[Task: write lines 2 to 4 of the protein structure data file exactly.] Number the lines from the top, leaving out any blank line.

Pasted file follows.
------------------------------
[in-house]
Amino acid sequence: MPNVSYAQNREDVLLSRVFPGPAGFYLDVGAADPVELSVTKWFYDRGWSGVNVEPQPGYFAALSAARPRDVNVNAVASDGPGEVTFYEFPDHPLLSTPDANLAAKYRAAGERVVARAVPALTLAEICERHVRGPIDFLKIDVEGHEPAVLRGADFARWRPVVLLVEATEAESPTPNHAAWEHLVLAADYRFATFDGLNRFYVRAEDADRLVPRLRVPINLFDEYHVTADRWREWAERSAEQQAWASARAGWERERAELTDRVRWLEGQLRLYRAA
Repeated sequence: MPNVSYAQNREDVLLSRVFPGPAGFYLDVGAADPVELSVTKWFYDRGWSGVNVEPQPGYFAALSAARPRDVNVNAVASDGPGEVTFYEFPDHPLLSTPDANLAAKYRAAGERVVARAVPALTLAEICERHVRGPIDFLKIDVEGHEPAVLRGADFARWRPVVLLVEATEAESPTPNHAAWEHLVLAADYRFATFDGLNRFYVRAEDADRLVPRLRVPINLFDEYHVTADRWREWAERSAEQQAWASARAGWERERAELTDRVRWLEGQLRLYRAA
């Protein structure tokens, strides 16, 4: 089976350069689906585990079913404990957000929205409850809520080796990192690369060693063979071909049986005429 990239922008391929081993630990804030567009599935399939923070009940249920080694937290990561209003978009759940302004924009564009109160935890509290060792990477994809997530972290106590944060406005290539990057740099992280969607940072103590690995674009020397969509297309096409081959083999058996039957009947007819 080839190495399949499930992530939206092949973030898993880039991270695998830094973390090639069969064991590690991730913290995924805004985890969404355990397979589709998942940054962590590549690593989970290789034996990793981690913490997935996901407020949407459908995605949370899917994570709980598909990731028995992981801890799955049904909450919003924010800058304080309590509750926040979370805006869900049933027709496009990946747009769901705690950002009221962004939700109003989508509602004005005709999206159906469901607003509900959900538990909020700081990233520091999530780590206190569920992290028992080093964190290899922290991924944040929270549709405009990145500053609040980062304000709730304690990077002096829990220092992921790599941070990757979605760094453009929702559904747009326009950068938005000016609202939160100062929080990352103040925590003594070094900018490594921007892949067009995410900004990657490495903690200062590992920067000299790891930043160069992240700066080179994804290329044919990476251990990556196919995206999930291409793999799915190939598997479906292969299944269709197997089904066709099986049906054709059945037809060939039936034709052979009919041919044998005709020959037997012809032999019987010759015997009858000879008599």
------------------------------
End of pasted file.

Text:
Amino acid sequence: MPNVSYAQNREDVLLSRVFPGPAGFYLDVGAADPVELSVTKWFYDRGWSGVNVEPQPGYFAALSAARPRDVNVNAVASDGPGEVTFYEFPDHPLLSTPDANLAAKYRAAGERVVARAVPALTLAEICERHVRGPIDFLKIDVEGHEPAVLRGADFARWRPVVLLVEATEAESPTPNHAAWEHLVLAADYRFATFDGLNRFYVRAEDADRLVPRLRVPINLFDEYHVTADRWREWAERSAEQQAWASARAGWERERAELTDRVRWLEGQLRLYRAA
Repeated sequence: MPNVSYAQNREDVLLSRVFPGPAGFYLDVGAADPVELSVTKWFYDRGWSGVNVEPQPGYFAALSAARPRDVNVNAVASDGPGEVTFYEFPDHPLLSTPDANLAAKYRAAGERVVARAVPALTLAEICERHVRGPIDFLKIDVEGHEPAVLRGADFARWRPVVLLVEATEAESPTPNHAAWEHLVLAADYRFATFDGLNRFYVRAEDADRLVPRLRVPINLFDEYHVTADRWREWAERSAEQQAWASARAGWERERAELTDRVRWLEGQLRLYRAA
């Protein structure tokens, strides 16, 4: 089976350069689906585990079913404990957000929205409850809520080796990192690369060693063979071909049986005429 990239922008391929081993630990804030567009599935399939923070009940249920080694937290990561209003978009759940302004924009564009109160935890509290060792990477994809997530972290106590944060406005290539990057740099992280969607940072103590690995674009020397969509297309096409081959083999058996039957009947007819 080839190495399949499930992530939206092949973030898993880039991270695998830094973390090639069969064991590690991730913290995924805004985890969404355990397979589709998942940054962590590549690593989970290789034996990793981690913490997935996901407020949407459908995605949370899917994570709980598909990731028995992981801890799955049904909450919003924010800058304080309590509750926040979370805006869900049933027709496009990946747009769901705690950002009221962004939700109003989508509602004005005709999206159906469901607003509900959900538990909020700081990233520091999530780590206190569920992290028992080093964190290899922290991924944040929270549709405009990145500053609040980062304000709730304690990077002096829990220092992921790599941070990757979605760094453009929702559904747009326009950068938005000016609202939160100062929080990352103040925590003594070094900018490594921007892949067009995410900004990657490495903690200062590992920067000299790891930043160069992240700066080179994804290329044919990476251990990556196919995206999930291409793999799915190939598997479906292969299944269709197997089904066709099986049906054709059945037809060939039936034709052979009919041919044998005709020959037997012809032999019987010759015997009858000879008599």